The most recent press releases about innovation >>>

Die letzten 5 Focus-News des innovations-reports im Überblick:

Im Focus: The fastest light-driven current source

Controlling electronic current is essential to modern electronics, as data and signals are transferred by streams of electrons which are controlled at high speed. Demands on transmission speeds are also increasing as technology develops. Scientists from the Chair of Laser Physics and the Chair of Applied Physics at Friedrich-Alexander-Universität Erlangen-Nürnberg (FAU) have succeeded in switching on a current with a desired direction in graphene using a single laser pulse within a femtosecond ¬¬ – a femtosecond corresponds to the millionth part of a billionth of a second. This is more than a thousand times faster compared to the most efficient transistors today.

Graphene is up to the job

Im Focus: LaserTAB: More efficient and precise contacts thanks to human-robot collaboration

At the productronica trade fair in Munich this November, the Fraunhofer Institute for Laser Technology ILT will be presenting Laser-Based Tape-Automated Bonding, LaserTAB for short. The experts from Aachen will be demonstrating how new battery cells and power electronics can be micro-welded more efficiently and precisely than ever before thanks to new optics and robot support.

Fraunhofer ILT from Aachen relies on a clever combination of robotics and a laser scanner with new optics as well as process monitoring, which it has developed...

Im Focus: The pyrenoid is a carbon-fixing liquid droplet

Plants and algae use the enzyme Rubisco to fix carbon dioxide, removing it from the atmosphere and converting it into biomass. Algae have figured out a way to increase the efficiency of carbon fixation. They gather most of their Rubisco into a ball-shaped microcompartment called the pyrenoid, which they flood with a high local concentration of carbon dioxide. A team of scientists at Princeton University, the Carnegie Institution for Science, Stanford University and the Max Plank Institute of Biochemistry have unravelled the mysteries of how the pyrenoid is assembled. These insights can help to engineer crops that remove more carbon dioxide from the atmosphere while producing more food.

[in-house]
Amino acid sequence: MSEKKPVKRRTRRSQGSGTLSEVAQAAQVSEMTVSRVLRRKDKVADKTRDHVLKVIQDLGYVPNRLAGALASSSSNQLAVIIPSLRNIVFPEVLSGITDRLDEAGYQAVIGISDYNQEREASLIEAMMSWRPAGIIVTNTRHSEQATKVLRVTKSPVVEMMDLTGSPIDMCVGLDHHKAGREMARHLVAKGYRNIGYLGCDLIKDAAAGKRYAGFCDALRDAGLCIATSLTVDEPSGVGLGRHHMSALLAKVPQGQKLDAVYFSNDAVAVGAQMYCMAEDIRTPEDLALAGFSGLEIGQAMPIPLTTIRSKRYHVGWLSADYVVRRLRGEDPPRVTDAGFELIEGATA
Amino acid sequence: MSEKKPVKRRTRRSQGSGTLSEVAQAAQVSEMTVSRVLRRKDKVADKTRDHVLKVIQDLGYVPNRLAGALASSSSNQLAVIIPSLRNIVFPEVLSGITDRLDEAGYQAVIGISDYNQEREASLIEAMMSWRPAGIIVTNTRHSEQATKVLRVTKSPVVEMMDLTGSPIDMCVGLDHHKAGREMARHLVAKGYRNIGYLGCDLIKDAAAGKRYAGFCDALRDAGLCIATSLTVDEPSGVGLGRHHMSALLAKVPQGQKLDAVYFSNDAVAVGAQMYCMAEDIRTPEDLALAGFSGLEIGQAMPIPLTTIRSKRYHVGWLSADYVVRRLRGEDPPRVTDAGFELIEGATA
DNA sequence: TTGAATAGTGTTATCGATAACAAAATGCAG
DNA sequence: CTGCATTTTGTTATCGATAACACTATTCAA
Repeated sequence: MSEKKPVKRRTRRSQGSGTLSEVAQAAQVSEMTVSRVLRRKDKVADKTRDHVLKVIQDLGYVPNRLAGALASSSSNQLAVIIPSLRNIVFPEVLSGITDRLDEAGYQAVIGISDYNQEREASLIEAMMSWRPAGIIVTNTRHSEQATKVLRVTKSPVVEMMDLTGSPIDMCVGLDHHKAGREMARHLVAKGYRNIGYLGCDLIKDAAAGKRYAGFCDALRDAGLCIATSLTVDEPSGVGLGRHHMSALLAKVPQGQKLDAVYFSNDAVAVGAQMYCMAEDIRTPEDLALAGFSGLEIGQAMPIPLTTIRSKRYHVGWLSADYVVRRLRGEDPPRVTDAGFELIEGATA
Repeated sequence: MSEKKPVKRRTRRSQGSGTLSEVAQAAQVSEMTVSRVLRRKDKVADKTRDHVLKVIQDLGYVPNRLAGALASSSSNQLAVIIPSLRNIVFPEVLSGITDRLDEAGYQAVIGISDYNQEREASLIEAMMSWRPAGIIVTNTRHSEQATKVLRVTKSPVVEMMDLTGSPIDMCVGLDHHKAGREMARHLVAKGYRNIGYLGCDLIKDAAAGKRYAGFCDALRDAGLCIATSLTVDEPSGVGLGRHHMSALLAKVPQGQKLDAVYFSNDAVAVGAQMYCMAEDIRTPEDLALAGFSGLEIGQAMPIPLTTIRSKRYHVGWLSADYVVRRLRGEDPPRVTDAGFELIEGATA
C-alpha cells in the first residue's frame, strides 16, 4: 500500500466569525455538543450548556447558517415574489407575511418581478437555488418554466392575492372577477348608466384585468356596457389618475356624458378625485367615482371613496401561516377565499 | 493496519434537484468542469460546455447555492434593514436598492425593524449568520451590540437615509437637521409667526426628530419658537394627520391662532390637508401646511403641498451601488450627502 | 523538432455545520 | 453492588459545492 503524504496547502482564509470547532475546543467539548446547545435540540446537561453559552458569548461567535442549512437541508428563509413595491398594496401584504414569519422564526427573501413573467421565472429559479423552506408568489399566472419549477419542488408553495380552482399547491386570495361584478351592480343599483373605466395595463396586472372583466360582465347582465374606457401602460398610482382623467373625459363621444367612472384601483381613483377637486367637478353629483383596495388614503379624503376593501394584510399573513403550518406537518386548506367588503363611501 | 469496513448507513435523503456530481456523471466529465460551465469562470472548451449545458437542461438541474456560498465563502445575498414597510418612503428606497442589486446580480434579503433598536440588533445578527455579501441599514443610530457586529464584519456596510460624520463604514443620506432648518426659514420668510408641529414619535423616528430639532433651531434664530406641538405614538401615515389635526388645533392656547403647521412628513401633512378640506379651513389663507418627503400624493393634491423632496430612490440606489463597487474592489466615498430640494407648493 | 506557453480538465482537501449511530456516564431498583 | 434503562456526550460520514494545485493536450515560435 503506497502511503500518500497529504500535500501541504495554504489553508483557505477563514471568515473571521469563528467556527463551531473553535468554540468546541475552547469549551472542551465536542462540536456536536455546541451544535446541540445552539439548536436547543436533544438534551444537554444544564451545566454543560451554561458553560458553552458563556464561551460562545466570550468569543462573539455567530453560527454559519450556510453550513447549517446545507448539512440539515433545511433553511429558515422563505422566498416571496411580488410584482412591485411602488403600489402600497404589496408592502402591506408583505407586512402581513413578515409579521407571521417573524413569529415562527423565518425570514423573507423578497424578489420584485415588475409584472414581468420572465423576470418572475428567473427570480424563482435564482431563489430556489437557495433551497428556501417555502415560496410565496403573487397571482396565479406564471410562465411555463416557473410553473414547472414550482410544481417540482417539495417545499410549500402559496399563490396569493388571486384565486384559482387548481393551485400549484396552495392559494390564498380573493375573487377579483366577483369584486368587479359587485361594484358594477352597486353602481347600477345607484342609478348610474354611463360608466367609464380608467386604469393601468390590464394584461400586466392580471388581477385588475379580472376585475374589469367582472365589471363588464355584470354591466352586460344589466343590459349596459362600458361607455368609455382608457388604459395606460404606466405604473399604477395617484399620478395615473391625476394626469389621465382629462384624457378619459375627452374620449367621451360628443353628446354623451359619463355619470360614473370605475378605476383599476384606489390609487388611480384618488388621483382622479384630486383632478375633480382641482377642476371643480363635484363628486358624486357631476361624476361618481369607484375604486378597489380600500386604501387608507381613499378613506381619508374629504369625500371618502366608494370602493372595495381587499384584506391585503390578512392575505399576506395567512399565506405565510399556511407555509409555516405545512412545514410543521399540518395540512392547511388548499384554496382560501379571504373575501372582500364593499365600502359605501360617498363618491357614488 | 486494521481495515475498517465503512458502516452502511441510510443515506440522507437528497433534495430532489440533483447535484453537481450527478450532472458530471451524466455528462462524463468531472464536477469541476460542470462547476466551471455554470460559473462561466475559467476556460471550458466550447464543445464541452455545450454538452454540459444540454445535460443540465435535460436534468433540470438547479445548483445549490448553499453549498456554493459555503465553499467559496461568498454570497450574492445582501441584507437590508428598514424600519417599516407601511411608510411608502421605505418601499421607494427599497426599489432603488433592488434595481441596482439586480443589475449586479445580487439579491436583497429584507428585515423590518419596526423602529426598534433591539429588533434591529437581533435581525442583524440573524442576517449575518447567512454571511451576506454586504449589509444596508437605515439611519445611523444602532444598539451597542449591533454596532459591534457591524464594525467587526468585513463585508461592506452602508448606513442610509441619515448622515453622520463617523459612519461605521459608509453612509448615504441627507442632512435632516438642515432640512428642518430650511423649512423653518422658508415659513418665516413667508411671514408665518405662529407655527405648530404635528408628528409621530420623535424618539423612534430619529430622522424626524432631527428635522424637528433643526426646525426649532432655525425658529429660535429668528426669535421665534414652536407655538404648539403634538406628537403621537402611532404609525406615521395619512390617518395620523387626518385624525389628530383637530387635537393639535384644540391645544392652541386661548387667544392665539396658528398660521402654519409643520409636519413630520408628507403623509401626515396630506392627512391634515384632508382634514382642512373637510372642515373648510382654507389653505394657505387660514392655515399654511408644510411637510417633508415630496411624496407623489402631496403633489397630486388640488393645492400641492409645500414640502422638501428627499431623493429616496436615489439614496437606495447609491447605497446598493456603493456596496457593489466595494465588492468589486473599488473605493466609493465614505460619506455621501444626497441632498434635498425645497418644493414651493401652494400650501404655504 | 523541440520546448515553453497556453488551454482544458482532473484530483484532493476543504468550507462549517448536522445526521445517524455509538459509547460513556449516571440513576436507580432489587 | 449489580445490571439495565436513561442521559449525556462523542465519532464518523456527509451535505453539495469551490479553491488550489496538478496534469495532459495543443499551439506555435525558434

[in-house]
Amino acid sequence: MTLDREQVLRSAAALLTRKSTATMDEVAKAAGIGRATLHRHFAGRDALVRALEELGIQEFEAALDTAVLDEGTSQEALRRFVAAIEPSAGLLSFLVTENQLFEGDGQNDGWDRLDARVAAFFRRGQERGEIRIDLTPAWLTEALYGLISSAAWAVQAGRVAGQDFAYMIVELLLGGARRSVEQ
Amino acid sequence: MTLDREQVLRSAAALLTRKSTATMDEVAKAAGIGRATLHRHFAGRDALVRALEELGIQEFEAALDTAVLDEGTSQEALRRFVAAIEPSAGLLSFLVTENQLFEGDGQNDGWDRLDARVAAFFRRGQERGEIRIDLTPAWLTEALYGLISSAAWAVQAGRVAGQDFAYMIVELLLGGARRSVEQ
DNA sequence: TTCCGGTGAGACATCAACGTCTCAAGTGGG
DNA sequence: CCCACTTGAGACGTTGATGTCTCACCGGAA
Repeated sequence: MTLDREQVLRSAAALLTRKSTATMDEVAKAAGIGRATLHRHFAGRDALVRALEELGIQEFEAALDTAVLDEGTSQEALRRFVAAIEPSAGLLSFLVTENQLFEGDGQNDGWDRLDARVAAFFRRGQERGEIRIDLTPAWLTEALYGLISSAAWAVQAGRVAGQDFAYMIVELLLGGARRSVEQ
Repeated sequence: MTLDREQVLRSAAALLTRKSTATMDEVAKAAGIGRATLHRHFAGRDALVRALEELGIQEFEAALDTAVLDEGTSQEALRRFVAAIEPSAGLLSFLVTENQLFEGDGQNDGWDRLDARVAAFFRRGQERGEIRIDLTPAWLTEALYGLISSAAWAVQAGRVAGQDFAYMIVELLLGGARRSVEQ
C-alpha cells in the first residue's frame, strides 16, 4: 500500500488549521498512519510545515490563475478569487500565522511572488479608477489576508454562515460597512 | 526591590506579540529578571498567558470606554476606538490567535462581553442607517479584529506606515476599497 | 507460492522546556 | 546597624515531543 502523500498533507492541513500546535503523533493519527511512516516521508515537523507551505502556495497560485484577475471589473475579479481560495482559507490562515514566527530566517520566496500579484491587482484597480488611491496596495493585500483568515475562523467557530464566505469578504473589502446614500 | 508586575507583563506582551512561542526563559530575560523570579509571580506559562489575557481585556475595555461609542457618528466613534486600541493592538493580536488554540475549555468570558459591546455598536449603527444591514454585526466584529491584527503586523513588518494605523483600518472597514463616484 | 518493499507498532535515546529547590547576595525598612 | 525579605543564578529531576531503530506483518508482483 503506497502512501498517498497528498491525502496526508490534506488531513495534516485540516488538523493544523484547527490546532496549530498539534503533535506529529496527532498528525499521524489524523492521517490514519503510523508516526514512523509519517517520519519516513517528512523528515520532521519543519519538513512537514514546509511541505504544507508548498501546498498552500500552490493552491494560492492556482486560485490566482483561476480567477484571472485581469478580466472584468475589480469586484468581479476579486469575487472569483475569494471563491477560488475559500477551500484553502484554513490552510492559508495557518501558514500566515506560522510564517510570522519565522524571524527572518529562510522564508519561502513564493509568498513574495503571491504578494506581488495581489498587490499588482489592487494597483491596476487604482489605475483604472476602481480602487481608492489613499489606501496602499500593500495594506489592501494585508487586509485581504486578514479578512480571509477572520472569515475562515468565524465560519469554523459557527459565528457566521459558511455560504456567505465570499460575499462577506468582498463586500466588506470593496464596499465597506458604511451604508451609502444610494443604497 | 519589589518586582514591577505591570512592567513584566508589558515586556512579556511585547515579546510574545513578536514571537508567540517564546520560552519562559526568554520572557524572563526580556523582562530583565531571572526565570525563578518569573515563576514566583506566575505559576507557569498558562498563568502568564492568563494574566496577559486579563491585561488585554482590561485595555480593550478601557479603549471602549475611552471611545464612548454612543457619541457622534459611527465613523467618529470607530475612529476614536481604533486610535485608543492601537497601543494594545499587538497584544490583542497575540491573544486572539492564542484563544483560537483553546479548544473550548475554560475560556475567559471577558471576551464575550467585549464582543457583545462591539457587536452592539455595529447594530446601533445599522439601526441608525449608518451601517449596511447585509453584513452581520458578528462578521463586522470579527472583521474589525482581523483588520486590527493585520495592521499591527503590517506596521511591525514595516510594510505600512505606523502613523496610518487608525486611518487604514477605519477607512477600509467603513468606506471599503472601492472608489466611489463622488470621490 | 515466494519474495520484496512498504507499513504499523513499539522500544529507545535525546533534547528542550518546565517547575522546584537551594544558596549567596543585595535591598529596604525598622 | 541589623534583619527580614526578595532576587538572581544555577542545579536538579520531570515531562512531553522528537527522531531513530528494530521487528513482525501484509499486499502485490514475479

A warming planet

Im Focus: Highly precise wiring in the Cerebral Cortex

Our brains house extremely complex neuronal circuits, whose detailed structures are still largely unknown. This is especially true for the so-called cerebral cortex of mammals, where among other things vision, thoughts or spatial orientation are being computed. Here the rules by which nerve cells are connected to each other are only partly understood. A team of scientists around Moritz Helmstaedter at the Frankfiurt Max Planck Institute for Brain Research and Helene Schmidt (Humboldt University in Berlin) have now discovered a surprisingly precise nerve cell connectivity pattern in the part of the cerebral cortex that is responsible for orienting the individual animal or human in space.

The researchers report online in Nature (Schmidt et al., 2017. Axonal synapse sorting in medial entorhinal cortex, DOI: 10.1038/nature24005) that synapses in...

Im Focus: Tiny lasers from a gallery of whispers

New technique promises tunable laser devices

Whispering gallery mode (WGM) resonators are used to make tiny micro-lasers, sensors, switches, routers and other devices. These tiny structures rely on a...

All Focus news of the innovation-report >>>

Anzeige

Anzeige

Event News

“Lasers in Composites Symposium” in Aachen – from Science to Application

19.09.2017 | Event News

I-ESA 2018 – Call for Papers

12.09.2017 | Event News

EMBO at Basel Life, a new conference on current and emerging life science research

06.09.2017 | Event News

 
Latest News

Nerves control the body’s bacterial community

26.09.2017 | Life Sciences

Four elements make 2-D optical platform

26.09.2017 | Physics and Astronomy

Goodbye, login. Hello, heart scan

26.09.2017 | Information Technology

VideoLinks
B2B-VideoLinks
More VideoLinks >>>